When you are suffering from Post-Traumatic Stress Disorder (PTSD) you can become overwhelmed and not know where to turn for help. It is important that if you have PTSD you understand that there are people that can help and the sooner you get the help you need, the sooner your symptoms will start to ease and disappear.
There are several things you can do yourself to try to alleviate your symptoms. These include:
- Talking to someone close to you – this can help you to process what has happened and come to terms with the traumatic event. You should speak to someone you trust and feel comfortable talking to when you are ready to talk about the event.
- Talking to someone with similar experiences – opening up and discussing what has happened to you with someone who has been through something similar can help you to understand what is happening and learn ways to manage your symptoms.
- Give yourself time – symptoms of PTSD can take a long time to subside so it is important you don’t beat yourself up about it. Give yourself time to process what has happened to you and come to terms with it in your life.
- Contact an organisation for support – there are many organisations out there to help you with your symptoms such as ASSIST Trauma Care and Mind, the mental health charity. These organisations will be able to provide you with advice, information and support.
- Visit your GP – visiting your GP should be your first port of call if you are suffering from symptoms of PTSD. They will be able to refer you for a full assessment, where a treatment plan can be put into place to help you deal with your symptoms.
Treatments for PTSD can take many forms, but the most useful and beneficial are talking therapies. These therapies include Cognitive Behavioural Therapy (CBT), Eye Movement Desensitisation and Reprocessing (EMDR), group therapy and psychodynamic therapy.
Trauma-focused Cognitive Behavioural Therapy (CBT) is a talking therapy that focuses on changing the way you view things, and in particular the traumatic event, in order to move away from negative ways of thinking and become more positive about the event and how it has affected you.
Eye Movement Desensitisation and Reprocessing (EMDR) is a treatment which involves making rhythmic eye movements whilst remembering the traumatic event. This helps to stimulate the area of the brain that processes information. This should help you to process the traumatic event and speed up your readjustment and recovery.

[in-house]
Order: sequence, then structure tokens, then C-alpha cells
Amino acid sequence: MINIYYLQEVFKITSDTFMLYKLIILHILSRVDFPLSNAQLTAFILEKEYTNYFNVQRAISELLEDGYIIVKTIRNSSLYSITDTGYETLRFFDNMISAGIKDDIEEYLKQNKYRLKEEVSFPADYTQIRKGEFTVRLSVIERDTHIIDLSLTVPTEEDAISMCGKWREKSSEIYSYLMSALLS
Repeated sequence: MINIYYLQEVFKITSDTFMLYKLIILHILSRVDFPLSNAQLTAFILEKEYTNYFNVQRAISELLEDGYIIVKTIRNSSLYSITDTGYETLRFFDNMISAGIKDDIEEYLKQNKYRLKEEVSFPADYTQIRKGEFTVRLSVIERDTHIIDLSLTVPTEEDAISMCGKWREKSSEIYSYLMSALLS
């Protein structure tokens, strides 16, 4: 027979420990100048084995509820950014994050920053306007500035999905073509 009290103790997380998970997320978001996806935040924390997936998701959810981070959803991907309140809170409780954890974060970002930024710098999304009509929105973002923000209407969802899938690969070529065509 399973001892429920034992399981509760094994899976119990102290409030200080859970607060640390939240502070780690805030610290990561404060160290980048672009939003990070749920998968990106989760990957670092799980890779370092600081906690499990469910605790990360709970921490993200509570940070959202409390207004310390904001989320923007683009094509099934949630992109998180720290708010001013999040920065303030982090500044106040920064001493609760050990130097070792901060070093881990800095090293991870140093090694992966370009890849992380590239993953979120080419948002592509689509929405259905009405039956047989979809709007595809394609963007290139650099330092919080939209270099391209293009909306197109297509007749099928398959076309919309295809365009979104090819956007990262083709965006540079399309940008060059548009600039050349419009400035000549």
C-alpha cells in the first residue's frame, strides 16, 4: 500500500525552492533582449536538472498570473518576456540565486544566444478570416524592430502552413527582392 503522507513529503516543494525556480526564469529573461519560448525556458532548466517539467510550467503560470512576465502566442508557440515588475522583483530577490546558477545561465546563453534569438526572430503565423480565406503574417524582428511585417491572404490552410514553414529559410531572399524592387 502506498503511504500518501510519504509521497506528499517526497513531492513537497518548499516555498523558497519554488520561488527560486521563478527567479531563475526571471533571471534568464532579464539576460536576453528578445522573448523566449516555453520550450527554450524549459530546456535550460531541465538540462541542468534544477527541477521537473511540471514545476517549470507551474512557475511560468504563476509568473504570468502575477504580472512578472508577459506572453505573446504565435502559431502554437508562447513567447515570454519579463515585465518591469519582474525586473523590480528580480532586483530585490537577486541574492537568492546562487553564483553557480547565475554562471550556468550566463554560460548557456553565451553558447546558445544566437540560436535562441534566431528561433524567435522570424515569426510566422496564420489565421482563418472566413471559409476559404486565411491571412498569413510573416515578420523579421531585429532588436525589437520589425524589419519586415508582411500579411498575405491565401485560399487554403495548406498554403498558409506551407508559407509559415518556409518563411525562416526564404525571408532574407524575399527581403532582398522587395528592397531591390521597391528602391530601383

Group therapy is a talking therapy in a group situation. Different people suffering with symptoms of PTSD will come together and talk about their experiences. This can help you to understand your symptoms and learn new ways of managing them.
Psychodynamic therapy is based on the idea that the past has an impact on how you are feeling in the present. This therapy focuses on emotions you experienced in response to the traumatic event and teaches you ways to manage these emotions.
Medication can sometimes be prescribed to you if you are suffering from PTSD, but this will usually only be if you are showing signs of depression, are having difficulty sleeping or you are not ready or do not wish to receive other types of therapy.
All of the treatments described above should be offered on a regular and continuous basis. These treatments should last around 8-12 weeks, by which point you should have seen a significant improvement in your symptoms. If your symptoms are still present, it may be necessary for you to continue with the treatment until they have improved.
Before you make a decision on what treatment you wish to undertake, you should be given all of the information about the treatments available to you so you can make an informed decision on what you believe will be most beneficial to you and what you feel comfortable with.
At CFG Law, we can help you to get access to early treatment and support to help you with your symptoms of PTSD after a traumatic event. We work with a network of medical experts with particular expertise in PTSD who could help you onto the road to recovery.